Book Nerd Interview
Daniel Marks writes young adult horror and fantasy, spends way too much time glued to the internets and collects books obsessively (occasionally reading them). He’s been a psychotherapist for children and adolescents, a Halloween store manager, a cafeteria janitor (gag) and has survived earthquakes, volcanoes and typhoons to get where he is today, which is to say, in his messy office surrounded by half empty coffee cups. He lives in the Pacific Northwest with his wife, Caroline, and three furry monsters with no regard for quality carpeting.
Was there a defining moment during your youth when you realized you wanted to be a writer?
No. I came to writing quite late, following too much education and twelve years as a child and family psychotherapist. I recognized that I had a distinctive voice before acknowledging a desire to write. A voice that was born from the kind of grim gallows humor that can only be derived from years dealing with horrible crises.
Why is storytelling so important for all of us?
Storytelling is a means of sharing, whether it’s done through writing, song, food. It connects us as human beings. These days, that’s becoming more and more difficult. Technology seems to exist solely to isolate.
What is the best piece of advice you ever received from another author?
Jackie Morse Kessler (author of the Horseman of the Apocalypse series) told me that the best promotional activity an author can do is write a better next book. So, that’s what I strive for.
In your book; Velveteen, can you tell my Book Nerd community a little about it?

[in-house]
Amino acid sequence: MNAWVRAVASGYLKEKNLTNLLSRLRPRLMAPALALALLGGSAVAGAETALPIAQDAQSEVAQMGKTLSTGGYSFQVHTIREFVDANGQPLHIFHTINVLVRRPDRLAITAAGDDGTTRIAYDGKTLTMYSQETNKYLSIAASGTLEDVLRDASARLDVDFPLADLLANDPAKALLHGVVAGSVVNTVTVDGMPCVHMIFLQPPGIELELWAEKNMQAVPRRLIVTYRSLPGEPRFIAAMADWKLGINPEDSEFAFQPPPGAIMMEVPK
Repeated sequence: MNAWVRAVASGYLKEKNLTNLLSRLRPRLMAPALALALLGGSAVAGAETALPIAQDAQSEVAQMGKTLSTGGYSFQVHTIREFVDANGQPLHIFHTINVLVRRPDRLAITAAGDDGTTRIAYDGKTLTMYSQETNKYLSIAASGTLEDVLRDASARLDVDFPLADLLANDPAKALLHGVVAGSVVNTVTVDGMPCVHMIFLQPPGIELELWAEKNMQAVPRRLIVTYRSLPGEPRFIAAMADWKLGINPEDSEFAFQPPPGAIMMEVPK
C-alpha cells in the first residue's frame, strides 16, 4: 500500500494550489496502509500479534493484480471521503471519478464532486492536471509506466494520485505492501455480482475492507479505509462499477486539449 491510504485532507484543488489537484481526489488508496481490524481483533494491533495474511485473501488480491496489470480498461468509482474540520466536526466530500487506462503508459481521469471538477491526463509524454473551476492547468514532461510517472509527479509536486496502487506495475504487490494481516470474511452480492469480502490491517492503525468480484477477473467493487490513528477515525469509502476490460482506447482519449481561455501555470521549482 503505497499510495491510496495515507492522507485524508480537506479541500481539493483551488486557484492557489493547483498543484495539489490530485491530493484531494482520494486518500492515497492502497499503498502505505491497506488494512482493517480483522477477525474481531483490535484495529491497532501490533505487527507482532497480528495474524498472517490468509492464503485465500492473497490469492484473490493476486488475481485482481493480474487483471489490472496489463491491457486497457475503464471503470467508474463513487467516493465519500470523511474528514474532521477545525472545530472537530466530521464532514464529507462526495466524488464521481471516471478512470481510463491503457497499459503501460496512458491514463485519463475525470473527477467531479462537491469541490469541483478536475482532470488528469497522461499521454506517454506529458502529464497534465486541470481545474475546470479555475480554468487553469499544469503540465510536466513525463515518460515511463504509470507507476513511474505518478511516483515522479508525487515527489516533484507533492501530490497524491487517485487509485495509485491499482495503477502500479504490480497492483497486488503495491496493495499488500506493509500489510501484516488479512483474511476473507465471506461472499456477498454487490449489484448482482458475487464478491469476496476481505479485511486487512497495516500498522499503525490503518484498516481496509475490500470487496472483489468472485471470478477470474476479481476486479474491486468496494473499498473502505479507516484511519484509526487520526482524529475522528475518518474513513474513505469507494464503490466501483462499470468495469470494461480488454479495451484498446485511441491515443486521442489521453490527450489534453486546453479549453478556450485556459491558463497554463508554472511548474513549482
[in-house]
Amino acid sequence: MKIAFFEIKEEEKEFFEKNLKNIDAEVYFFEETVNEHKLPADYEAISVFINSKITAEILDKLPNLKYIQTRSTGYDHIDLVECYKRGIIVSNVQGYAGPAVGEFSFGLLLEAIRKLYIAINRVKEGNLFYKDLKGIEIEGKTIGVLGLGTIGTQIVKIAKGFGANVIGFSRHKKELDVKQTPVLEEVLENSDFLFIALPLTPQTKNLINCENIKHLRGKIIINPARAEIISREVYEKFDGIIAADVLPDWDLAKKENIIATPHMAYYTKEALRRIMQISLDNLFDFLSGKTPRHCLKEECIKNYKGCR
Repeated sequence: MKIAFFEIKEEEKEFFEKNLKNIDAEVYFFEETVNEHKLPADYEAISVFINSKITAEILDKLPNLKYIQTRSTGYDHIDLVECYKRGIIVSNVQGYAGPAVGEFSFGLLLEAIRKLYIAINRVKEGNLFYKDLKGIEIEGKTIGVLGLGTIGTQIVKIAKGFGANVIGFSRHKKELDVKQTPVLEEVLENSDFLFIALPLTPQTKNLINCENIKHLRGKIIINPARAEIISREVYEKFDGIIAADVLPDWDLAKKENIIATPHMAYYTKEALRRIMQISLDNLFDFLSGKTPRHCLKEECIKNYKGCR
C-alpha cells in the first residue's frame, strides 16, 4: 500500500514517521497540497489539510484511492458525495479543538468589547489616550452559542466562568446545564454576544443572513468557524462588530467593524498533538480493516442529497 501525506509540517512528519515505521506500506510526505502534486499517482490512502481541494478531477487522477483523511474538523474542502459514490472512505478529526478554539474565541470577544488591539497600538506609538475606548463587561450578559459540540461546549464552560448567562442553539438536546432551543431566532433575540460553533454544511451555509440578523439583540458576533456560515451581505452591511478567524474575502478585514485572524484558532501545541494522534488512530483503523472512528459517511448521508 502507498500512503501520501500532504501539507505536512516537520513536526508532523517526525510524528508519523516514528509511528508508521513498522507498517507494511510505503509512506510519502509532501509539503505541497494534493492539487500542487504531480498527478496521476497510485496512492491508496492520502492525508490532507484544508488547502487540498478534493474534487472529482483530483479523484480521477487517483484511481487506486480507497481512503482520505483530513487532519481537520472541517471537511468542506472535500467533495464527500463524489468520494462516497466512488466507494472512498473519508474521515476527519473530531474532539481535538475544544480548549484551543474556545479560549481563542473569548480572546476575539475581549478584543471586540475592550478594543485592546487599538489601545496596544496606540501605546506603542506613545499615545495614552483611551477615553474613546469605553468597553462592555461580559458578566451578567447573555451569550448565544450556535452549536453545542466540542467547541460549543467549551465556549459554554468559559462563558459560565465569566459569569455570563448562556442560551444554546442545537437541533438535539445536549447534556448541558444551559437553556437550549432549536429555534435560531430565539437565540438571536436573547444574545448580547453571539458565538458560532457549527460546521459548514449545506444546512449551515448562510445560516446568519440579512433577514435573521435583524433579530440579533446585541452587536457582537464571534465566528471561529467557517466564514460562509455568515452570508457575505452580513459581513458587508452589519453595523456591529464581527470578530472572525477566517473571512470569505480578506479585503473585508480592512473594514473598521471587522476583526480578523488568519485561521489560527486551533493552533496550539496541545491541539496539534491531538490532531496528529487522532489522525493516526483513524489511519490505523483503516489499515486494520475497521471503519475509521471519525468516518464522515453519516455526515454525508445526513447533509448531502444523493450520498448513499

There’s a revolution brewing in the ashen world of purgatory, one that will have terrible consequences for both the afterlife and the world of the living. Velveteen Monroe, the victim of a monstrous killer, wants nothing more than to haunt her murderer to death, but doing so is becoming more and more difficult with so much turmoil going on. Distractions abound, and a hot new co-worker isn’t helping to keep her grim focus.
What part of Velveteen did you enjoy writing the most?
The banter is where my heart is. I love writing dialogue and I’m definitely proud of the back-and-forth that happens between Velvet and her “love” interest, Nick. A close second is the world building. Purgatory is a complex and dark place.
For those who are unfamiliar with Nick, how would you introduce him?
Nick is a cocky, jock-type of guy who ends up dead and indebted to Velvet. He’s consumed by thoughts of her and confuses his feelings for love. He’s a good guy and funny, but he’s no hero and that’s exactly why Velvet doesn’t shank him.
What are some of your current and future projects that you can share with us?
Hmm. I’m hesitant to share anything until I can nail down exactly what I’ll be working on with my Delacorte editor. I can tell you this, it’s likely to be a straight-up YA horror book with no fantasy elements and lots of gore. At this point, a sequel to Velveteen is not looking like a reality, unless the book picks up more than its current cult following.
If you could introduce Luisa and Logan to any character from another book, who would it be and why?
That’s a tough one. It would have to be a character who needs someone to hold up a mirror and show them what everyone else already knows, a character that needs a friend who won’t filter out the bad stuff. I don’t know. Bella?
When asked, what’s the one question you always answer with a lie?
How are sales?